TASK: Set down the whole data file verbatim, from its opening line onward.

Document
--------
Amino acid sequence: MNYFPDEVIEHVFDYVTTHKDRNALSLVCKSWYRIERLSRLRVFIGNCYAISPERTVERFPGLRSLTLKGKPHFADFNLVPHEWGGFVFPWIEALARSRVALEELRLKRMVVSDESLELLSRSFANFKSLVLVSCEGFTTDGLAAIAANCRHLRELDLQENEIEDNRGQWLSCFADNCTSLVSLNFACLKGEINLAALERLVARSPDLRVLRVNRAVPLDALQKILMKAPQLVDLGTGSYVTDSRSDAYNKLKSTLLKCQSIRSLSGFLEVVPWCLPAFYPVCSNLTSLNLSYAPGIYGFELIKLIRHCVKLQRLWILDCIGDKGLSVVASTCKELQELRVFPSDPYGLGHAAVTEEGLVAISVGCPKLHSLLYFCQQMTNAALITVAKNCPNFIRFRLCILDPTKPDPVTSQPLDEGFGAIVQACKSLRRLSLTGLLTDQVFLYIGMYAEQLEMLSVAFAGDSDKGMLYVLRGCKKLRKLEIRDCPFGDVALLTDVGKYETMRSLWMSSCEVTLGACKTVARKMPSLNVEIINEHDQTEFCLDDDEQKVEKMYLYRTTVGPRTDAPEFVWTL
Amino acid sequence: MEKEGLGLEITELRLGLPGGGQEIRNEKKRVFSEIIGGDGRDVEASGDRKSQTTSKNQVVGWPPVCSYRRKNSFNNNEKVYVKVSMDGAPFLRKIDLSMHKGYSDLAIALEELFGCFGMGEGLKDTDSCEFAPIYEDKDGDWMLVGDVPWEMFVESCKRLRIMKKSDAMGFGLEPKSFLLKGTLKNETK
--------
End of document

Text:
Amino acid sequence: MNYFPDEVIEHVFDYVTTHKDRNALSLVCKSWYRIERLSRLRVFIGNCYAISPERTVERFPGLRSLTLKGKPHFADFNLVPHEWGGFVFPWIEALARSRVALEELRLKRMVVSDESLELLSRSFANFKSLVLVSCEGFTTDGLAAIAANCRHLRELDLQENEIEDNRGQWLSCFADNCTSLVSLNFACLKGEINLAALERLVARSPDLRVLRVNRAVPLDALQKILMKAPQLVDLGTGSYVTDSRSDAYNKLKSTLLKCQSIRSLSGFLEVVPWCLPAFYPVCSNLTSLNLSYAPGIYGFELIKLIRHCVKLQRLWILDCIGDKGLSVVASTCKELQELRVFPSDPYGLGHAAVTEEGLVAISVGCPKLHSLLYFCQQMTNAALITVAKNCPNFIRFRLCILDPTKPDPVTSQPLDEGFGAIVQACKSLRRLSLTGLLTDQVFLYIGMYAEQLEMLSVAFAGDSDKGMLYVLRGCKKLRKLEIRDCPFGDVALLTDVGKYETMRSLWMSSCEVTLGACKTVARKMPSLNVEIINEHDQTEFCLDDDEQKVEKMYLYRTTVGPRTDAPEFVWTL
Amino acid sequence: MEKEGLGLEITELRLGLPGGGQEIRNEKKRVFSEIIGGDGRDVEASGDRKSQTTSKNQVVGWPPVCSYRRKNSFNNNEKVYVKVSMDGAPFLRKIDLSMHKGYSDLAIALEELFGCFGMGEGLKDTDSCEFAPIYEDKDGDWMLVGDVPWEMFVESCKRLRIMKKSDAMGFGLEPKSFLLKGTLKNETK